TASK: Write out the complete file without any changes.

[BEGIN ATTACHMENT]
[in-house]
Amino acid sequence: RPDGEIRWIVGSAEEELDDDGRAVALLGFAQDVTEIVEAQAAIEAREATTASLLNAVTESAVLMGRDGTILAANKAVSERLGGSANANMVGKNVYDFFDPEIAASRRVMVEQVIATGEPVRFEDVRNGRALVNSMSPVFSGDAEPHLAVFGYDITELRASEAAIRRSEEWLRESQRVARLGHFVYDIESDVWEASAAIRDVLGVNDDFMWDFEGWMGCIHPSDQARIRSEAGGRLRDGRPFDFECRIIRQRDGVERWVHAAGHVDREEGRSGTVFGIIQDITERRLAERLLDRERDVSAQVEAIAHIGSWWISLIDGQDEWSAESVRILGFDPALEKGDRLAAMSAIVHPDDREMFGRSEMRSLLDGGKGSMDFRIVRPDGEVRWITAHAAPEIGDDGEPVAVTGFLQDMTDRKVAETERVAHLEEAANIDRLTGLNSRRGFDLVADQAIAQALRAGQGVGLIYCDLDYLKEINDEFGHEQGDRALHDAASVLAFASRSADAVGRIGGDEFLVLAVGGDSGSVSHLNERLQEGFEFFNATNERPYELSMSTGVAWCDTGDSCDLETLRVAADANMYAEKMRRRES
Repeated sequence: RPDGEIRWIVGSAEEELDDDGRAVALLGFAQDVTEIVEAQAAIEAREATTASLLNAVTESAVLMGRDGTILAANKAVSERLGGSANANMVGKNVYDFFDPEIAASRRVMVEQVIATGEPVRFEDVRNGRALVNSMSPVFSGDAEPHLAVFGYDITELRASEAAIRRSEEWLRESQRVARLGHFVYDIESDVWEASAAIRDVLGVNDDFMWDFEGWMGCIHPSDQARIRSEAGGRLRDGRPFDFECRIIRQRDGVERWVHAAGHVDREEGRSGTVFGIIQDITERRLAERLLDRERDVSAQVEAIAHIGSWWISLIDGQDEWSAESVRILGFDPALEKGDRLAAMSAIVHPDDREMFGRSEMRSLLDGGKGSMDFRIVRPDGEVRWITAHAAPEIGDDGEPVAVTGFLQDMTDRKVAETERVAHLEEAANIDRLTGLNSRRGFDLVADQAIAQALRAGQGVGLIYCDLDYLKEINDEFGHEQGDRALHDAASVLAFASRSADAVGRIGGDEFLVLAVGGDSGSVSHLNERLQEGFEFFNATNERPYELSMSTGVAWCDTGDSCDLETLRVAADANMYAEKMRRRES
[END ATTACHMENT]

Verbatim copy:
[in-house]
Amino acid sequence: RPDGEIRWIVGSAEEELDDDGRAVALLGFAQDVTEIVEAQAAIEAREATTASLLNAVTESAVLMGRDGTILAANKAVSERLGGSANANMVGKNVYDFFDPEIAASRRVMVEQVIATGEPVRFEDVRNGRALVNSMSPVFSGDAEPHLAVFGYDITELRASEAAIRRSEEWLRESQRVARLGHFVYDIESDVWEASAAIRDVLGVNDDFMWDFEGWMGCIHPSDQARIRSEAGGRLRDGRPFDFECRIIRQRDGVERWVHAAGHVDREEGRSGTVFGIIQDITERRLAERLLDRERDVSAQVEAIAHIGSWWISLIDGQDEWSAESVRILGFDPALEKGDRLAAMSAIVHPDDREMFGRSEMRSLLDGGKGSMDFRIVRPDGEVRWITAHAAPEIGDDGEPVAVTGFLQDMTDRKVAETERVAHLEEAANIDRLTGLNSRRGFDLVADQAIAQALRAGQGVGLIYCDLDYLKEINDEFGHEQGDRALHDAASVLAFASRSADAVGRIGGDEFLVLAVGGDSGSVSHLNERLQEGFEFFNATNERPYELSMSTGVAWCDTGDSCDLETLRVAADANMYAEKMRRRES
Repeated sequence: RPDGEIRWIVGSAEEELDDDGRAVALLGFAQDVTEIVEAQAAIEAREATTASLLNAVTESAVLMGRDGTILAANKAVSERLGGSANANMVGKNVYDFFDPEIAASRRVMVEQVIATGEPVRFEDVRNGRALVNSMSPVFSGDAEPHLAVFGYDITELRASEAAIRRSEEWLRESQRVARLGHFVYDIESDVWEASAAIRDVLGVNDDFMWDFEGWMGCIHPSDQARIRSEAGGRLRDGRPFDFECRIIRQRDGVERWVHAAGHVDREEGRSGTVFGIIQDITERRLAERLLDRERDVSAQVEAIAHIGSWWISLIDGQDEWSAESVRILGFDPALEKGDRLAAMSAIVHPDDREMFGRSEMRSLLDGGKGSMDFRIVRPDGEVRWITAHAAPEIGDDGEPVAVTGFLQDMTDRKVAETERVAHLEEAANIDRLTGLNSRRGFDLVADQAIAQALRAGQGVGLIYCDLDYLKEINDEFGHEQGDRALHDAASVLAFASRSADAVGRIGGDEFLVLAVGGDSGSVSHLNERLQEGFEFFNATNERPYELSMSTGVAWCDTGDSCDLETLRVAADANMYAEKMRRRES